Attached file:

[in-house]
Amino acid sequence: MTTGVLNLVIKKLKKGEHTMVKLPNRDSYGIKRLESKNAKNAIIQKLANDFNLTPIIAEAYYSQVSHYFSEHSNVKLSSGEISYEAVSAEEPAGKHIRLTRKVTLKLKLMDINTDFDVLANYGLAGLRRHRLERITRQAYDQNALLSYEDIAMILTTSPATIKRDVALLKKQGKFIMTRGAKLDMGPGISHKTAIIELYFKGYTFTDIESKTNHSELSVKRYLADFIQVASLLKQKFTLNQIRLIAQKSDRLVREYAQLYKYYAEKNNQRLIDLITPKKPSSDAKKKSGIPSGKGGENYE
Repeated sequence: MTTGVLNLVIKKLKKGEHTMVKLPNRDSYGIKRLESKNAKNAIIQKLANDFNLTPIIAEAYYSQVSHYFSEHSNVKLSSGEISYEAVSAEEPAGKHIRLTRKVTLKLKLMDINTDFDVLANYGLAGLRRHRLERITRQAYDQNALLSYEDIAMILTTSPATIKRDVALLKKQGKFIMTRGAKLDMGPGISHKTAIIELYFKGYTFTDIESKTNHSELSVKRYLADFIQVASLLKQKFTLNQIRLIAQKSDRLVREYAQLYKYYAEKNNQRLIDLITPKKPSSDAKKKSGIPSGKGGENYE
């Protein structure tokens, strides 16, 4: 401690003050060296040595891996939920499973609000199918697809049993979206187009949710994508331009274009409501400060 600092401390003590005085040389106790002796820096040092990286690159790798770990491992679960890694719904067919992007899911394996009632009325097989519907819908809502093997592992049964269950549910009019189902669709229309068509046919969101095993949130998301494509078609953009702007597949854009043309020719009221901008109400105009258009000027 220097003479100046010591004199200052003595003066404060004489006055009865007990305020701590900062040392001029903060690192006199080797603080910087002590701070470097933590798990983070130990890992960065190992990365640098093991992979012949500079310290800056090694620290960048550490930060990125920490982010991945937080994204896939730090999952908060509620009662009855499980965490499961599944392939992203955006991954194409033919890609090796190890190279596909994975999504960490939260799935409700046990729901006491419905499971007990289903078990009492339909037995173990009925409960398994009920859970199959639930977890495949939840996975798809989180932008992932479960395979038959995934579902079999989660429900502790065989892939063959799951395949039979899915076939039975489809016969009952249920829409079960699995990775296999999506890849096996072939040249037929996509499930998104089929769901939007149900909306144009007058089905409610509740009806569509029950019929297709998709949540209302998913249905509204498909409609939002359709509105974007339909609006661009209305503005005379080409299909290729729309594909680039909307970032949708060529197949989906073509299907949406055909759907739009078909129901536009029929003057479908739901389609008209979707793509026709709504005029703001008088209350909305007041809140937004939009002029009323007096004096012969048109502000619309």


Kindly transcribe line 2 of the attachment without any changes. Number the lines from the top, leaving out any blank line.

Amino acid sequence: MTTGVLNLVIKKLKKGEHTMVKLPNRDSYGIKRLESKNAKNAIIQKLANDFNLTPIIAEAYYSQVSHYFSEHSNVKLSSGEISYEAVSAEEPAGKHIRLTRKVTLKLKLMDINTDFDVLANYGLAGLRRHRLERITRQAYDQNALLSYEDIAMILTTSPATIKRDVALLKKQGKFIMTRGAKLDMGPGISHKTAIIELYFKGYTFTDIESKTNHSELSVKRYLADFIQVASLLKQKFTLNQIRLIAQKSDRLVREYAQLYKYYAEKNNQRLIDLITPKKPSSDAKKKSGIPSGKGGENYE